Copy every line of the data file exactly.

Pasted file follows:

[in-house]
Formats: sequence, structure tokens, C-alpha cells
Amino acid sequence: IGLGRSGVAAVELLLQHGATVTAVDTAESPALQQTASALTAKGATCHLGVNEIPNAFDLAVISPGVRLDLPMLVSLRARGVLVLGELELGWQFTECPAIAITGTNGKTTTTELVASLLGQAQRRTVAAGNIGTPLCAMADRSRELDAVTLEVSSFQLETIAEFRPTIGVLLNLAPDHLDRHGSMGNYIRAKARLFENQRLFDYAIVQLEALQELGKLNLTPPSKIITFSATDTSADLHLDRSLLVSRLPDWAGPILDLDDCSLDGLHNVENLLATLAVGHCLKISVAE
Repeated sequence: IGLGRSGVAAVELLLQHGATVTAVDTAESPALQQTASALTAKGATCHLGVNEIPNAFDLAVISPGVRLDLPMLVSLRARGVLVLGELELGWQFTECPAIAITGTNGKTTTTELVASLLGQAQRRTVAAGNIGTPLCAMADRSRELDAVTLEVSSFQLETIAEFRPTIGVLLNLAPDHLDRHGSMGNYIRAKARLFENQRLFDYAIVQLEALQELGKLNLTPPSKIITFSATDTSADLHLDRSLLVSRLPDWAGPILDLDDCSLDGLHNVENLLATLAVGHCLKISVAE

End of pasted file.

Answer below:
[in-house]
Formats: sequence, structure tokens, C-alpha cells
Amino acid sequence: IGLGRSGVAAVELLLQHGATVTAVDTAESPALQQTASALTAKGATCHLGVNEIPNAFDLAVISPGVRLDLPMLVSLRARGVLVLGELELGWQFTECPAIAITGTNGKTTTTELVASLLGQAQRRTVAAGNIGTPLCAMADRSRELDAVTLEVSSFQLETIAEFRPTIGVLLNLAPDHLDRHGSMGNYIRAKARLFENQRLFDYAIVQLEALQELGKLNLTPPSKIITFSATDTSADLHLDRSLLVSRLPDWAGPILDLDDCSLDGLHNVENLLATLAVGHCLKISVAE
Repeated sequence: IGLGRSGVAAVELLLQHGATVTAVDTAESPALQQTASALTAKGATCHLGVNEIPNAFDLAVISPGVRLDLPMLVSLRARGVLVLGELELGWQFTECPAIAITGTNGKTTTTELVASLLGQAQRRTVAAGNIGTPLCAMADRSRELDAVTLEVSSFQLETIAEFRPTIGVLLNLAPDHLDRHGSMGNYIRAKARLFENQRLFDYAIVQLEALQELGKLNLTPPSKIITFSATDTSADLHLDRSLLVSRLPDWAGPILDLDDCSLDGLHNVENLLATLAVGHCLKISVAE